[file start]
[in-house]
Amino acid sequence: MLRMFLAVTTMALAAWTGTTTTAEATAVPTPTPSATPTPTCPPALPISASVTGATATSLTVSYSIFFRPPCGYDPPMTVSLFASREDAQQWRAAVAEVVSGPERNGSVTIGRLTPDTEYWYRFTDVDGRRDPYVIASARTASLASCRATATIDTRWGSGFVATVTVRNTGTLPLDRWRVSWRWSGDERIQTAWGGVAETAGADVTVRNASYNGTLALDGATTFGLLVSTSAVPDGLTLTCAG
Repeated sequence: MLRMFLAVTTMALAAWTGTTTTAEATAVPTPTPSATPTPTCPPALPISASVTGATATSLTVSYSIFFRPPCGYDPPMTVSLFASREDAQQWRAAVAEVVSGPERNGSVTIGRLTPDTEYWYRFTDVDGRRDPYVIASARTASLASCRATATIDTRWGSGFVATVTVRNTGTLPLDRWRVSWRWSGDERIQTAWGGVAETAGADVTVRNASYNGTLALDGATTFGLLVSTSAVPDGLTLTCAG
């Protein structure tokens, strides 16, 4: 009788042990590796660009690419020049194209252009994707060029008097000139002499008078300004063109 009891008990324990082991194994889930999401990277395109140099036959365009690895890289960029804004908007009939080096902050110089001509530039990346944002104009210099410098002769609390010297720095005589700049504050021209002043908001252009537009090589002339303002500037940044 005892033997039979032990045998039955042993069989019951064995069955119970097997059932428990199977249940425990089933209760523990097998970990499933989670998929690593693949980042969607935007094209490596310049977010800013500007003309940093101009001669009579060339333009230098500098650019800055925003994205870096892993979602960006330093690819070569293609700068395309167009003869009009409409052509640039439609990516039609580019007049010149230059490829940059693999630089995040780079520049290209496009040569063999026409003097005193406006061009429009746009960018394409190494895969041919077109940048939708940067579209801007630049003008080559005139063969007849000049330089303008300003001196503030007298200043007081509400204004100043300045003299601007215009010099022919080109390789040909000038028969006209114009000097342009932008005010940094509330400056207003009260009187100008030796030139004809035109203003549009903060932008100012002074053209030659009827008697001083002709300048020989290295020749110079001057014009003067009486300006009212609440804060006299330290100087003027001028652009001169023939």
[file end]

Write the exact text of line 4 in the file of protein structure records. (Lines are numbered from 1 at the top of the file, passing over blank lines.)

């Protein structure tokens, strides 16, 4: 009788042990590796660009690419020049194209252009994707060029008097000139002499008078300004063109 009891008990324990082991194994889930999401990277395109140099036959365009690895890289960029804004908007009939080096902050110089001509530039990346944002104009210099410098002769609390010297720095005589700049504050021209002043908001252009537009090589002339303002500037940044 005892033997039979032990045998039955042993069989019951064995069955119970097997059932428990199977249940425990089933209760523990097998970990499933989670998929690593693949980042969607935007094209490596310049977010800013500007003309940093101009001669009579060339333009230098500098650019800055925003994205870096892993979602960006330093690819070569293609700068395309167009003869009009409409052509640039439609990516039609580019007049010149230059490829940059693999630089995040780079520049290209496009040569063999026409003097005193406006061009429009746009960018394409190494895969041919077109940048939708940067579209801007630049003008080559005139063969007849000049330089303008300003001196503030007298200043007081509400204004100043300045003299601007215009010099022919080109390789040909000038028969006209114009000097342009932008005010940094509330400056207003009260009187100008030796030139004809035109203003549009903060932008100012002074053209030659009827008697001083002709300048020989290295020749110079001057014009003067009486300006009212609440804060006299330290100087003027001028652009001169023939």